Gay Youths at Higher Risk for Criminal, School Sanctions

Study finds risks higher for being stopped by police, convicted of a crime, or expelled

MONDAY, Dec. 6 (HealthDay News) -- Nonheterosexual youths are at disproportionate risk for criminal justice and school disciplinary sanctions that are not explained by increased engagement in criminal or transgressive behaviors, according to research published online Dec. 6 in Pediatrics.

Kathryn E.W. Himmelstein and Hannah Brückner, Ph.D., of Yale University in New Haven, Conn., analyzed data from the National Longitudinal Study of Adolescent Health from 1994 to 1995 and 2001 to 2002 and identified nonheterosexuality in three categories: same-sex attraction, same-sex romantic relationships, and lesbian, gay, or bisexual (LGB) self-identification.

The researchers found that nonheterosexuality was a consistent predictor of a higher risk for criminal and school sanctions. For those reporting same-sex attraction, same-sex relationship, or LGB self-identification, the risk of being stopped by the police was increased (odds ratios, 1.38, 1.33, 1.53, respectively). Increased risk also was observed for juvenile arrest and conviction, adult conviction, and school expulsion. The researchers found that nonheterosexual females are at an especially high risk. They note that the disproportionate punishments experienced by nonheterosexual youths cannot be explained by greater engagement in illegal or transgressive behaviors.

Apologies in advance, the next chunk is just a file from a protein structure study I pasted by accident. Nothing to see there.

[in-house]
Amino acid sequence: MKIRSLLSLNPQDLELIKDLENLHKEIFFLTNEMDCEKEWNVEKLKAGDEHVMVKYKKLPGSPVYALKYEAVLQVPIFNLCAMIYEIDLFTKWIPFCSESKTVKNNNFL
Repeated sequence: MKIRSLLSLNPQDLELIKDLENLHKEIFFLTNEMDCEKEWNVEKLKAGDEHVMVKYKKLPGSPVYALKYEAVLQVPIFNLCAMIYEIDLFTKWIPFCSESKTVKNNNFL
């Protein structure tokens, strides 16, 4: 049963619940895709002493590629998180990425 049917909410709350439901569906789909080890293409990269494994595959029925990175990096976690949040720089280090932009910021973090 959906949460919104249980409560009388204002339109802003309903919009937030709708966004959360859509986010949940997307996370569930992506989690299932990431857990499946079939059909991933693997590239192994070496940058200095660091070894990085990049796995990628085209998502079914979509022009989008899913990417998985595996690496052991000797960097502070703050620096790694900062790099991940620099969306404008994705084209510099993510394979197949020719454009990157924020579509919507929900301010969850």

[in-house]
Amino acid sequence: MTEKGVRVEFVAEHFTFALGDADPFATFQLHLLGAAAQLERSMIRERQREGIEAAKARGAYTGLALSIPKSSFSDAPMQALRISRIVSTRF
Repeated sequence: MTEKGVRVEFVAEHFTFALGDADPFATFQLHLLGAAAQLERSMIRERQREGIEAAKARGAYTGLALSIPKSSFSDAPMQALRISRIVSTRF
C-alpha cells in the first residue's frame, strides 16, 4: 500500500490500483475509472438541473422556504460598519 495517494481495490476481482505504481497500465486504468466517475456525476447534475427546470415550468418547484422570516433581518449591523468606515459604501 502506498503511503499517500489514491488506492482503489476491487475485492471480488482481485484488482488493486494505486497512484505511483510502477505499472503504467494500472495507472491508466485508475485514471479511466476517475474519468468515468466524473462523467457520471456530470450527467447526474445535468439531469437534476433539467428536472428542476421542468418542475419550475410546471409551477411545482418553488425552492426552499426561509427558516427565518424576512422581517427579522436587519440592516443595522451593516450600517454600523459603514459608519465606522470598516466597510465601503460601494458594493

"Thus, our results suggest an urgent need for all child-serving professionals to reflect on strategies to reduce the criminalization of nonheterosexual youth as they navigate adolescence in an often hostile society," the authors write.

Full Text (subscription or payment may be required)

Copyright © 2010 HealthDay. All rights reserved.

Powered by

jQuery UI Accordion - Default functionality

For life-long learning and continuing professional development, come to Lippincott's NursingCenter.

Nursing Jobs Plus
Featured Jobs
Recommended CE Articles

Blunt Chest Trauma
Journal of Trauma Nursing, November/December 2014
Expires: 12/31/2016 CE:2 $21.95

The School Age Child with Congenital Heart Disease
MCN, The American Journal of Maternal/Child Nursing, January/February 2015
Expires: 2/28/2017 CE:2.5 $24.95

Understanding multiple myeloma
Nursing Made Incredibly Easy!, January/February 2015
Expires: 2/28/2017 CE:2 $21.95

More CE Articles

Subscribe to Recommended CE

Recommended Nursing Articles

Comprehensive Care: Looking Beyond the Presenting Problem
Journal of Christian Nursing, January/March 2015
Free access will expire on March 2, 2015.

Pain and Alzheimer dementia: A largely unrecognized problem
Nursing Made Incredibly Easy!, January/February 2015
Free access will expire on February 16, 2015.

Glycemic control in hospitalized patients
Nursing2015 Critical Care, January 2015
Free access will expire on February 16, 2015.

More Recommended Articles

Subscribe to Recommended Articles

Evidence Based Practice Skin Care Network NursingCenter Quick Links What’s Trending Events